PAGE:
Analysis of the effect of severity of containment policy

This one will be a bit short. No one seems to care much about COVID-19 policies. Rather, no one really cares if they worked or not unless the answer supports the policy and judgement of their team. Sad decade for fans of critical thinking and problem solving. Not you, dear reader; of course you are one of the good ones, just like me….

Anyhoo, now that we are mostly vaccinated and the pandemic is mostly over in the US, I have one more analysis to share. No one reads so I’m not bothering to post sources (I lost the link- duh). I found a site that looked pretty legit and did a ranking of US states on how strict they were with lockdowns. The ranking combined severity and time. I did not check their methodology; that’s part of my trying to reduce bias. That is, I didn’t look at their rankings and have a gut level agreement or disagreement with it. They had graphs that looked real and there was more red at the top than the bottom and let’s just go with it.

You may recall last time that I had a brilliant idea for comparing states’ policy performances. The idea is that different states start with different natural advantages (climate, population density, culture) and these must be accounted for when comparing how successful their extra policies were.

Every state did something. Every person could read the news and take precautions. National business conferences were shut down for everyone. So we all start with a lot of transmission reduction measures and factors and the real question is, what additional effect did longer lockdowns and strict masking policies have in reducing deaths? This is the “extra” I mean.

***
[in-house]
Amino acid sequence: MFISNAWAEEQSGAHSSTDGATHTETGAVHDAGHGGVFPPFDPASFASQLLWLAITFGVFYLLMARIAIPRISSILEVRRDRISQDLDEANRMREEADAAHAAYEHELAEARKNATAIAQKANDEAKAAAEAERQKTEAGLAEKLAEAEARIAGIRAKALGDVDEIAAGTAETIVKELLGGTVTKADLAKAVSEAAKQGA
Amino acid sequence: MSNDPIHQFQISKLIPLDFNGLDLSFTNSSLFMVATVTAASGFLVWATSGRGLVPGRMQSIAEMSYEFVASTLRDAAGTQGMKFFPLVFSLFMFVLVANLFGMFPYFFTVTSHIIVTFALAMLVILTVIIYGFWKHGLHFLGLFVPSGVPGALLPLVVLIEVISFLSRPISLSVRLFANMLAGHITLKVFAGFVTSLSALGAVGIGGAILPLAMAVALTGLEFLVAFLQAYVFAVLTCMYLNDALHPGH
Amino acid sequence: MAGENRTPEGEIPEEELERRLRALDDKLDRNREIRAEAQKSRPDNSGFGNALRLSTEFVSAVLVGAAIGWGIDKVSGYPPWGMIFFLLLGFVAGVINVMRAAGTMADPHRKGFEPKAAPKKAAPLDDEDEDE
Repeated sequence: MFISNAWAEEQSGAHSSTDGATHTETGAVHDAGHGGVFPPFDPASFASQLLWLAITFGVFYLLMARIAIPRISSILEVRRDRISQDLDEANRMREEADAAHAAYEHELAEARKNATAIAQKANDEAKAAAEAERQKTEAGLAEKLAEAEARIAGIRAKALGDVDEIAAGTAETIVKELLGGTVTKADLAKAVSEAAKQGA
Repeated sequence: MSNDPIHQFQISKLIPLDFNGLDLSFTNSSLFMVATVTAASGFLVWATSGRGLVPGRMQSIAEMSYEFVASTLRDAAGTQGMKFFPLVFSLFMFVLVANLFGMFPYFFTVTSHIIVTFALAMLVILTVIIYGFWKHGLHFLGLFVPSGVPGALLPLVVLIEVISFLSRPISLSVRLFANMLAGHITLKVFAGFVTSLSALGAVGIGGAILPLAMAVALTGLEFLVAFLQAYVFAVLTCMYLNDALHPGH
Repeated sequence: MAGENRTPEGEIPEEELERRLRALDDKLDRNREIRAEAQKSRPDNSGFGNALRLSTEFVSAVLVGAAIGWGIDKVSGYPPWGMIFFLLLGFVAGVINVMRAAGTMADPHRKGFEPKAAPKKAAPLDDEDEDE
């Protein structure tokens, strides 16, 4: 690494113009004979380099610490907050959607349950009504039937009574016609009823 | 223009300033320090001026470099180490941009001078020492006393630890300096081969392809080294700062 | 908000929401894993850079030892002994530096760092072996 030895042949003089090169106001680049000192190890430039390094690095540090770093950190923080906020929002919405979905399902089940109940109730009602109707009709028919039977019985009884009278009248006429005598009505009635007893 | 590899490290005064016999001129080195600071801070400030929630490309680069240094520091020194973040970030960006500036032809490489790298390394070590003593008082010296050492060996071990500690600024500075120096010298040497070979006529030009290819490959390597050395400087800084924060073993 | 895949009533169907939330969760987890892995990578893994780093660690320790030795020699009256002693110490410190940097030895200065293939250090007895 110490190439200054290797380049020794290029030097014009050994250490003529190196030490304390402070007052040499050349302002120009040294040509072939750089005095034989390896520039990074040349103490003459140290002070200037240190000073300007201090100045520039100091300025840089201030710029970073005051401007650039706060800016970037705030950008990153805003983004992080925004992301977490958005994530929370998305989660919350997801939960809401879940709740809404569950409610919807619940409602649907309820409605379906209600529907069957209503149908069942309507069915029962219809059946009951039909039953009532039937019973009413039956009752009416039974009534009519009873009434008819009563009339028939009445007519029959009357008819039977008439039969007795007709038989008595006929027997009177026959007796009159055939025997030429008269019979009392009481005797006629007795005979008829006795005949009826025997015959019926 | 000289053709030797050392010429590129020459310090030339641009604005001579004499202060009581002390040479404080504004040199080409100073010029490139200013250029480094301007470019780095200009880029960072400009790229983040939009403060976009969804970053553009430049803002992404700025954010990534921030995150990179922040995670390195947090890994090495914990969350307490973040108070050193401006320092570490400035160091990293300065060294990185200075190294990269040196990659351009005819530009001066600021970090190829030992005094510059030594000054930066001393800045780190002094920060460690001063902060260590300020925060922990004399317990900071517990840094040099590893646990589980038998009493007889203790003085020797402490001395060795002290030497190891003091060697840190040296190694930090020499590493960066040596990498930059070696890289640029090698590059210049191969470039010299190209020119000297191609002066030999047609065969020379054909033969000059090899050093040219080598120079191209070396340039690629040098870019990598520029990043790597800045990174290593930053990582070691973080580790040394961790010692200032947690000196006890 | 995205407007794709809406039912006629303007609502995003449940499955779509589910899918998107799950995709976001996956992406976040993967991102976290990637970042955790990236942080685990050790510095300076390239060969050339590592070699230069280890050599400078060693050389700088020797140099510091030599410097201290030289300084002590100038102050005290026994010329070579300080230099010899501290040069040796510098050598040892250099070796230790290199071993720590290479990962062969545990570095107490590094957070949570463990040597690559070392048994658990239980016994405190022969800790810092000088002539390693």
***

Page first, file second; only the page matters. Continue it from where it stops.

But you can’t just look at death rates and say, for example, that California’s policies were better than New York’s, because New York might have independent factors that doomed it. New York pretty much always has a worse flu season than California. Why? Dunno- winter? NYC population density? Less healthy lifestyle? Older population? Whatever. You would naturally expect California to have fewer COVID deaths per population than New York.

To strip out these other factors, as in my recent analysis, I checked how well each state did versus the average of the previous five flu seasons. This was expressed as a multiple. How many times more deaths did COVID cause than the average flu? By this measure New York was not as bad as it looked. Hawaii actually had fewer COVID deaths than average flu deaths. Benefit of being an island I suppose.

So here is my graph of lockdown severity (rank 1-50 with 50 being the least containment measures) vs multiple of COVID19 deaths vs an average flu season.

I’m not even going to do a linear regression on that. That is a friggin’ scatter plot. Yes there are a couple, three points showing highest containment with lowest multiple (one of those is Hawaii) but then you have essentially a rectangle in the middle and two outliers with super high multiples that were towards the middle of the range in terms of containment measures.

So, I’m going to say, as I predicted at the beginning, some measures and factors that were common to most states had the large effect and all the extra pain we subjected ourselves to didn’t rise much above background noise.

As always I am happy to be contradicted with some data and logic.

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